Sojourn by Peggy

A few weeks ago I got laid off.  I’ve never had that happen to me before, and I honestly felt a little lost and somewhat fearful.  I’ve always felt that I’m in control of my life.  Ok, ok, so the family would say I am a “control freak”, but I disagree with that moniker.  Let’s just say that I am “obsessively organized” and leave it at that J.  Back to the point:  Anytime in my life if I have left a job, I have always known exactly what was next.  Not this time.  So, I found myself with lots of time on my hands to think, pray and reflect.  I thought that job would be my last job, and I just couldn’t figure out why it only lasted for two years.  The word “sojourn” kept rolling around in my mind.

To sojourn means  to stay for a time in a place; to stay temporarily; to stay for a time in a place not one’s own.   I guess I always thought of that in terms of one who is a nomad, a wanderer.   Someone with no plan.  I didn’t think this word fit me, but it has fit different situations.

It seems that there has always been a “sojourner” in my life.  As a very little girl my mother brought her father into our home at the end of his life.  I was very young and don’t remember much about it, but I do know that he left his 3 kids after their mother, his wife,  died, and he had no real contact with them.  He abandoned them, to be raised by their grandparents, during the Depression.  My mother was only 7 years old.   Her father contacted all of his adult children when he needed help at the end of his life.  According to my mother, her brother and sister were in no position to do anything for him, and my mother didn’t want to do anything for the man who made an already fragile childhood shatter into pieces.  My father was the one who told my mom that they needed to help him, or she would regret it all of her life and always wonder what would have happened had she helped.  So, begrudgingly, she gave in.  She told me that she never regretted it.  She still could never understand how any father could do what he did, but she knew when he died that she had made peace with it and had forgiven him as best she could.  By bringing him into our home for a few weeks, she watched her children interact with him, she got to know him a little, and she no longer carried unforgiveness for him around her neck like a millstone.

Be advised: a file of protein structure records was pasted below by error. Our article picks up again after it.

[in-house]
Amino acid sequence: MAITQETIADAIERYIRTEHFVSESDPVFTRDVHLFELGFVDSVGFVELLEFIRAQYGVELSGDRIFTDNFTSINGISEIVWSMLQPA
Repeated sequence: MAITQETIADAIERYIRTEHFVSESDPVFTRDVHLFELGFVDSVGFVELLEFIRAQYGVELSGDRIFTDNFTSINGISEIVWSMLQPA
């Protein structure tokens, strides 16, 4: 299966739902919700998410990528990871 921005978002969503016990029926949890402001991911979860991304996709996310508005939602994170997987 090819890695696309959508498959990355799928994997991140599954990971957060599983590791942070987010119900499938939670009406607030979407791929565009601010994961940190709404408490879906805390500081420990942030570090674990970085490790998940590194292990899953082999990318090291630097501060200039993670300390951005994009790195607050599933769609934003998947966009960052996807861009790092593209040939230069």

Years later, when my aunt had broken her leg and needed some help, my parents did not hesitate to bring her under our roof until she healed.   That’s the way it was.  So, naturally, when I became an adult and got married, Jim and I followed suit.  It seems that there are many times in our lives when someone has come to stay awhile.  A friend and her family who were in-between houses, that same aunt who later lost a part of her foot and most of her eyesight to diabetes and needed to come and stay for a few months, a brother who was in the service and would stay when he was on leave, a sister who stayed one summer while she was in college, friends of the kids—lots of friends of the kids.  Just people who needed a bed for awhile.  One young man and his baby, whose wife left him because she decided she didn’t want to be a wife or a mother.  College kids who needed a local place to stay during Christmas break, our own adult children and their families who needed a place for a spell, and the list goes on.  Some stayed for days, some for weeks, some for months and some even for years.  Sojourners, every one.